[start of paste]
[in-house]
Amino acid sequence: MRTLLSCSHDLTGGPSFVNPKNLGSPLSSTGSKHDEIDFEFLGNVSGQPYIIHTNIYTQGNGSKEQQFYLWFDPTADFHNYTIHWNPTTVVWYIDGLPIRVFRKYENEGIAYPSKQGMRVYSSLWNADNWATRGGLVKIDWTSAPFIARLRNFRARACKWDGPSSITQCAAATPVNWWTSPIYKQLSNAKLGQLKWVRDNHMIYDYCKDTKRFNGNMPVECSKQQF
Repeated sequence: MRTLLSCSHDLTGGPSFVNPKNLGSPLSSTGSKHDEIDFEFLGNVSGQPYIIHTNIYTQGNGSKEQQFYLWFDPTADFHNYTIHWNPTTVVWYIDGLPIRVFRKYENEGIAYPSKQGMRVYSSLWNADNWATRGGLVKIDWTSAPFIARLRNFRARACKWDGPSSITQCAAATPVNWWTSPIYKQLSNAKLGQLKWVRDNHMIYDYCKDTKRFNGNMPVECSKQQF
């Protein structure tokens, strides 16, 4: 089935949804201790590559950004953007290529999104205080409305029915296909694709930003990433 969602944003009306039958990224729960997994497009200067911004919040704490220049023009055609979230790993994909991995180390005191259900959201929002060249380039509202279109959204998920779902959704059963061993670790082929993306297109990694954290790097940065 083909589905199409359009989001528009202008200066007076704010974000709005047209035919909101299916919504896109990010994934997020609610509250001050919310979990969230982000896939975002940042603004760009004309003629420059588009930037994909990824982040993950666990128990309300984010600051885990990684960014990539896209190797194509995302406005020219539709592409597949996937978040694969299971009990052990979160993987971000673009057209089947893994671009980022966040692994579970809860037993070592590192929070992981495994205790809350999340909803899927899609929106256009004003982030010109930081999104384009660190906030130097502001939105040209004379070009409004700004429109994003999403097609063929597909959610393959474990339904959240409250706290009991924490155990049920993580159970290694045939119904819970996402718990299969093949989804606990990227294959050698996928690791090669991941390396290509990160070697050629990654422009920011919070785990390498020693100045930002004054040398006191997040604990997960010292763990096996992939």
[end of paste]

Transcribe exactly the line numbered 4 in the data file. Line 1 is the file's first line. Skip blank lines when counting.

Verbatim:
């Protein structure tokens, strides 16, 4: 089935949804201790590559950004953007290529999104205080409305029915296909694709930003990433 969602944003009306039958990224729960997994497009200067911004919040704490220049023009055609979230790993994909991995180390005191259900959201929002060249380039509202279109959204998920779902959704059963061993670790082929993306297109990694954290790097940065 083909589905199409359009989001528009202008200066007076704010974000709005047209035919909101299916919504896109990010994934997020609610509250001050919310979990969230982000896939975002940042603004760009004309003629420059588009930037994909990824982040993950666990128990309300984010600051885990990684960014990539896209190797194509995302406005020219539709592409597949996937978040694969299971009990052990979160993987971000673009057209089947893994671009980022966040692994579970809860037993070592590192929070992981495994205790809350999340909803899927899609929106256009004003982030010109930081999104384009660190906030130097502001939105040209004379070009409004700004429109994003999403097609063929597909959610393959474990339904959240409250706290009991924490155990049920993580159970290694045939119904819970996402718990299969093949989804606990990227294959050698996928690791090669991941390396290509990160070697050629990654422009920011919070785990390498020693100045930002004054040398006191997040604990997960010292763990096996992939």